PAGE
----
A married couple were at the point of retirement. They both worked for the same organization for over 30 years and each had built up a nice pension. The big question was whether they should each sign-up for the monthly annuity or take a lump-sum distribution and roll it into an IRA account. The annuity would provide for guaranteed monthly income, but after the owner passed away, there would be no future payments to their children. On the other hand, the lump sum would provide them with cash they could ultimately leave for their children but they would need to withdraw from the account each month to live on it. If they didn’t manage it well, they would run out of money. This was the dilemma – take the guaranteed monthly annuity but not have any assets to leave the kids or take the money and hope it doesn’t get spent down.
To complicate matters, if they chose the annuity, they would have to decide if they wanted a larger payment to the owner and a smaller payment to the survivor or a smaller monthly payment that would not go down in value if the owner passed away.
When you have a situation where there is no “right” answer because it relies on things that are both unknown and uncontrollable, what do you do?
What we did
The biggest factor is life expectancy. If we knew how long both the husband and wife would live, this would be a much easier decision. Since the annuity payments only last as long as the owner and the spouse are alive, if they took the annuity and passed away the following month, they would only receive one payment each. The rest of the money would be lost forever. However, if they had taken the lump sum IRA, those assets could be passed down to their kids. If we knew the wife would live to 95 but the husband would live to 80, it would make more sense for the wife to take the largest monthly annuity payment for herself (and none for her husband if she passed away first) and have the husband take the option that provided the greatest monthly payment to his survivor spouse.
Of course we didn’t have this information. What we knew is the wife was in excellent health and a few years younger than the husband who had some health issues. Most advisors would have chosen the largest monthly benefit to the wife, but we weren’t so sure. As a financial planner I know that the unexpected can happen and you need to plan for it. I suggested she take the largest monthly payout assuming she would live a long life and that he would pass away first . . . BUT I couldn’t be sure this was going to happen. So I suggested we hedge our decision by purchasing a low-cost 15 year term policy on her life. The 15 year policy was suggested because the breakeven on the annuity was 15 years. In other words, if she passed away before 15 years it would be financially advantageous to have taken the lump-sum, but after 15 years the annuity would be the better option. By purchasing the low-cost term insurance we avoided the possibility she would get the monthly annuity but then pass away shortly after.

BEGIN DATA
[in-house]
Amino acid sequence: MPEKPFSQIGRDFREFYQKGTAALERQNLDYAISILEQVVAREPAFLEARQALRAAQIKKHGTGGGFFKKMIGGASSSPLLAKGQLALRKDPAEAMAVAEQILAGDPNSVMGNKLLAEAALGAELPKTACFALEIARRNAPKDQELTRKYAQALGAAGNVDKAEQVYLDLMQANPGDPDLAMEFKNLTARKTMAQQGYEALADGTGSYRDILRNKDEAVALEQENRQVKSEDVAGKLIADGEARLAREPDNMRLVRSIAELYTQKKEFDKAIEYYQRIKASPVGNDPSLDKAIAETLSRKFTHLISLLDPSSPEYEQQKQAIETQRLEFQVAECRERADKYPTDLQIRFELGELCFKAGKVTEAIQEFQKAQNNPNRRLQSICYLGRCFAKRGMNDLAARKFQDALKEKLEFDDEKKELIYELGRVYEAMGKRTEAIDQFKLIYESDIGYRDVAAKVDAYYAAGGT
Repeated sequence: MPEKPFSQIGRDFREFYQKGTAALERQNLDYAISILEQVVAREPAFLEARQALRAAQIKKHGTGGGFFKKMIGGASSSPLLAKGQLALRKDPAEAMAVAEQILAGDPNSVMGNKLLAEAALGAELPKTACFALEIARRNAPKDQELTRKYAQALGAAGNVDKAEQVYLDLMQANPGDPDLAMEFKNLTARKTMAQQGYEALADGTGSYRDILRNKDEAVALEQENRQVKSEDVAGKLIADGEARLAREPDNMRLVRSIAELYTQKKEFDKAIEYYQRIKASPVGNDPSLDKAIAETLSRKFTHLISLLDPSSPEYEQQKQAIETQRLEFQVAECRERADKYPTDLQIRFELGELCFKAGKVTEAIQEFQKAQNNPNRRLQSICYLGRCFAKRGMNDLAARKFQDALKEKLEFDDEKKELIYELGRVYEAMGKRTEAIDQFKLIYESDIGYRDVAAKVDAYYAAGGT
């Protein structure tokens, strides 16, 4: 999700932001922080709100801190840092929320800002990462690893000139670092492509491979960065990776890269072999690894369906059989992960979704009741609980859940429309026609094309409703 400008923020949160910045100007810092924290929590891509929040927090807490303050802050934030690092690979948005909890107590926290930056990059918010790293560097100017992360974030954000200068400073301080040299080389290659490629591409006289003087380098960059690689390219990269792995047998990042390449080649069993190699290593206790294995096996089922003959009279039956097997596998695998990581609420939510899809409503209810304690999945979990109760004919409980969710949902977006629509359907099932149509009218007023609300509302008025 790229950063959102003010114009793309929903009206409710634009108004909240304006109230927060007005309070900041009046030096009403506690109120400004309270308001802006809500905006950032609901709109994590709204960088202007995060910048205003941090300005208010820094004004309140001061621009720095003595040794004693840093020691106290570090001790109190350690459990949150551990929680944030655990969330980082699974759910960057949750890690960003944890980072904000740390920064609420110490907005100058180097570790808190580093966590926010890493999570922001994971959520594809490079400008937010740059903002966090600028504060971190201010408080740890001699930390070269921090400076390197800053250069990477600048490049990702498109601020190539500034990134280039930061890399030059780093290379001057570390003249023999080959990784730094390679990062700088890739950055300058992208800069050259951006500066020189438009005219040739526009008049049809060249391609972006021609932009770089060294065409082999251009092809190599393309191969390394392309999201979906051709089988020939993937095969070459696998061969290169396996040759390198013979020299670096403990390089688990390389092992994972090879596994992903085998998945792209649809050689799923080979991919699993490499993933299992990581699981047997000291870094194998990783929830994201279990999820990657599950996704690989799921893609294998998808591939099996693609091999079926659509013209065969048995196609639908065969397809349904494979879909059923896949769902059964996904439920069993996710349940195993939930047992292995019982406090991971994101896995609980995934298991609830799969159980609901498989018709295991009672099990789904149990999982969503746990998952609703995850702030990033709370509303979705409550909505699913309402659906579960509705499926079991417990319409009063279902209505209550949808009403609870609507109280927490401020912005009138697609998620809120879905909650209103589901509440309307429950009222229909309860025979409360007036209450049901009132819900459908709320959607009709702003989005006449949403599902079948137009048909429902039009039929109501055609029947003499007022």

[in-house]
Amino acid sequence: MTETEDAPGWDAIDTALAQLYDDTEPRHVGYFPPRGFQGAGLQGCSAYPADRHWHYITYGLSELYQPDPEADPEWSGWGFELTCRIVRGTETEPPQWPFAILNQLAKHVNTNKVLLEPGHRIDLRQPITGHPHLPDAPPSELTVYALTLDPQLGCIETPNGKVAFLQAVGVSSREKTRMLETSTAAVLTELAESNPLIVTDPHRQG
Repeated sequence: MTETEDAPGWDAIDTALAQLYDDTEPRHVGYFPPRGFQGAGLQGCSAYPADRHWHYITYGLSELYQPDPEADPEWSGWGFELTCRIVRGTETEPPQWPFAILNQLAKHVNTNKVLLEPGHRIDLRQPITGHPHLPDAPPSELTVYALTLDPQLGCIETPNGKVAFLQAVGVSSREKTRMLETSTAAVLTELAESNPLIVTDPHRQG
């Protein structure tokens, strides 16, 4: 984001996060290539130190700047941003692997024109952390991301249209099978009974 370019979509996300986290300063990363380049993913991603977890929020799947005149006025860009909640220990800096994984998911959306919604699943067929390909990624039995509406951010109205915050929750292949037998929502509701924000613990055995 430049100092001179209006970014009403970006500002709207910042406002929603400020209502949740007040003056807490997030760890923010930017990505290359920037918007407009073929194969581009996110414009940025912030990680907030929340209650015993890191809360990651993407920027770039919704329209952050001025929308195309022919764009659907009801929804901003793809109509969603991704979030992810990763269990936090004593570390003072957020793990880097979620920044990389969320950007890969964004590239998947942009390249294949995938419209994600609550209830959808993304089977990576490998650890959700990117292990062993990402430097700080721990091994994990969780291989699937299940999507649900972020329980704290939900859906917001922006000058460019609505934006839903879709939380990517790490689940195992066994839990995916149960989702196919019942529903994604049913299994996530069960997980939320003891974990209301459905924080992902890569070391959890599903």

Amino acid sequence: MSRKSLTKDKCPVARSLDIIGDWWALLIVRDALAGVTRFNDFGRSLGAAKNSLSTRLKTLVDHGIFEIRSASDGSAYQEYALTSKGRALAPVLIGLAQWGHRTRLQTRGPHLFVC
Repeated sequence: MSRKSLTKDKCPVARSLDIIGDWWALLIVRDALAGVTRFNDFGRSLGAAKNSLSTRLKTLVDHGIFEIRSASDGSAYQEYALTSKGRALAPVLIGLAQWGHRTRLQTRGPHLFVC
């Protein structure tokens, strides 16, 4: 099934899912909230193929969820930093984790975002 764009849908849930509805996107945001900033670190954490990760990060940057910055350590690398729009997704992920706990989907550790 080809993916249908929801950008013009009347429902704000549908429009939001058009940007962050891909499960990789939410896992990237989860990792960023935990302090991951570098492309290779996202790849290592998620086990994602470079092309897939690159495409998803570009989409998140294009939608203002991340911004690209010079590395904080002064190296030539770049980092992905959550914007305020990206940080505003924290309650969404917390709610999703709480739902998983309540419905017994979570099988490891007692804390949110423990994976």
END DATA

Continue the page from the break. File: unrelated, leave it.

- The outcome was tragic.
- For several years they had a thriving retirement. They lived off the monthly annuity payments, traveled, and helped their children. And then one day I received the call. The wife was diagnosed with inoperable lung cancer. Shortly thereafter, she passed away. She was retired for about eight years.
- Financially, she only received a fraction of what we thought she’d receive from the annuity, but the life insurance paid out $1 million. Prior to her passing, she expressed a desire to help the kids, so we changed the beneficiaries to allow for each child to receive $100,000 and for the husband to receive the remaining $700,000.
- The kids have been able to pay off student loan debt and save for their children’s education as well as their own retirement while we are investing the $700,000 for the husband and pulling money from this account each month to support his lifestyle.
- Without the insurance, he would have been forced to sell illiquid real estate to pay his living expenses.
These examples are for illustrative purposes only. Any strategies referenced herein do not take into account the investment objectives, financial situation, or particular needs of any individual. They should not be considered individual advice, suitability must be independently determined. Individual results will vary and may be more or less favorable than in the examples shown.